The Finnish military has begun sending letters to some 900,000 reservists amid increased tensions between the Nordic states and Russia over the Ukraine crisis.
Russia and Finland share a 1,340-kilometer land border.
The military said the letter campaign, which started on May 4, was prompted mainly by cuts in the defense budget.
Finland's defense budget this year has shrunk to 2.7 billion euros ($2.99 billion), or 1.29 percent of GDP, down from 1.4 percent in 2012.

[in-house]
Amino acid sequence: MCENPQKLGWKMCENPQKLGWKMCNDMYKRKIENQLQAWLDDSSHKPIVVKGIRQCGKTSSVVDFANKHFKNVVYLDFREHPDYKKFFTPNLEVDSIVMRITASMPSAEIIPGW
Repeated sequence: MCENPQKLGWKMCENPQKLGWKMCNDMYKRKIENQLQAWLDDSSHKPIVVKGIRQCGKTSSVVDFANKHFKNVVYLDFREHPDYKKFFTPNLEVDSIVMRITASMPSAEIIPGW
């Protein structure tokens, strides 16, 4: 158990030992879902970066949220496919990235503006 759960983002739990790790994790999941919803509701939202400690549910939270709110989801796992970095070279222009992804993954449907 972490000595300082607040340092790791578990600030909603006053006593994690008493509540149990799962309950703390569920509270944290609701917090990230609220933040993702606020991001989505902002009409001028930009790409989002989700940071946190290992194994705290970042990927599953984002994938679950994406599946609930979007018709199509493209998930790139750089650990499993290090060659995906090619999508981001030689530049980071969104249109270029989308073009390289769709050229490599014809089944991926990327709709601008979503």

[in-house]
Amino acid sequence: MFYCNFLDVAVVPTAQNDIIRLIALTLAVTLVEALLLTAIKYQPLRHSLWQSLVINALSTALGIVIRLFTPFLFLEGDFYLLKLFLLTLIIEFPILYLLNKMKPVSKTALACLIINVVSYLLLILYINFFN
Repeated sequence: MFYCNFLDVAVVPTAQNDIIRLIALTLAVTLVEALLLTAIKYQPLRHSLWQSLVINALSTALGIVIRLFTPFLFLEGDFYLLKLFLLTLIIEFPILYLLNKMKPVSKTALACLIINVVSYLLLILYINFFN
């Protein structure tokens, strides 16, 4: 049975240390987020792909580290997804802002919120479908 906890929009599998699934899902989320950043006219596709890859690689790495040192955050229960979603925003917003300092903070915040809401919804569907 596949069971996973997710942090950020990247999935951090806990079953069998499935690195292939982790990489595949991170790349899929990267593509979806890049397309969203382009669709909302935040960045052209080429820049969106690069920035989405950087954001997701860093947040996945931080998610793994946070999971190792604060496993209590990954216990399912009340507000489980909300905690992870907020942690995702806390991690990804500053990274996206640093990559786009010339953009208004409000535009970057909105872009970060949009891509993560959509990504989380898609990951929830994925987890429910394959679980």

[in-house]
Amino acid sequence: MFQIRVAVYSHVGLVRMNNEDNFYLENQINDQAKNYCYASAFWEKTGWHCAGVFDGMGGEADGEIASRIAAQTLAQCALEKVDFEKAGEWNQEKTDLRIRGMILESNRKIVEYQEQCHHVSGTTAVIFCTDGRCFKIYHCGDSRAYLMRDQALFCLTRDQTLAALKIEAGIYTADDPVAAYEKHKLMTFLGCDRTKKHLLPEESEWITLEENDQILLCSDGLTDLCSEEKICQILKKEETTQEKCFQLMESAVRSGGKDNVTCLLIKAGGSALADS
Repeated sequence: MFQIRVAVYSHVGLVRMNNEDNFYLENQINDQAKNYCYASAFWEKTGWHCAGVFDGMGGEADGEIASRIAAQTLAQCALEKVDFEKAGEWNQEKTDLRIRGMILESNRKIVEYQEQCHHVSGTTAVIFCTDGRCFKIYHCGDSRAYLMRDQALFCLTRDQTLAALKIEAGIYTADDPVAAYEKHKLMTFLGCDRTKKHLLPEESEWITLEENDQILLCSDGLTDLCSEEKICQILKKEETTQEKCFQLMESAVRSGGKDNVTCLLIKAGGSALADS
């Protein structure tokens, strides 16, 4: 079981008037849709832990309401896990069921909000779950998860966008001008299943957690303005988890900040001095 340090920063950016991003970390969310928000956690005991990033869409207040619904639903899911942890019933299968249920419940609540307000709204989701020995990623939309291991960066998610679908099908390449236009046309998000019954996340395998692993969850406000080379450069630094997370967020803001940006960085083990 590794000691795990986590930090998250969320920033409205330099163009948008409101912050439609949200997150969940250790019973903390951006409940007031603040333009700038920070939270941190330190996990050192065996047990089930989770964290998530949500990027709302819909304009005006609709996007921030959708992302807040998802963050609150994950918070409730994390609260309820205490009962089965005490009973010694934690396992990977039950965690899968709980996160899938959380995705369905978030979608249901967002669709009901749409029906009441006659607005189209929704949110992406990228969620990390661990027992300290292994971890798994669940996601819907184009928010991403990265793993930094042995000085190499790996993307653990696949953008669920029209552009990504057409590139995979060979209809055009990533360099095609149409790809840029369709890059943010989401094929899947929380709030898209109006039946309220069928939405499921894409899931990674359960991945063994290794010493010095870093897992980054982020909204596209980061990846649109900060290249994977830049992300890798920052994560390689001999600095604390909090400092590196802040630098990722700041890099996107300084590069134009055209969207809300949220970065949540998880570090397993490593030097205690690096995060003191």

The letters reportedly informed reservists what their role would be in a "crisis situation."
Finland, with a population of 5.2 million, is one of few countries in Europe still to have compulsory military service for men. It has a professional army of 16,000, but in the event of mobilization, it could muster a 230,000-strong force.
Last month, neutral Finland and Sweden joined with NATO members Norway, Denmark, and Iceland in a joint statement that directly cited the Russian "challenge" as grounds to boost defense cooperation.
Based on reporting by AFP and europe.newsweek.com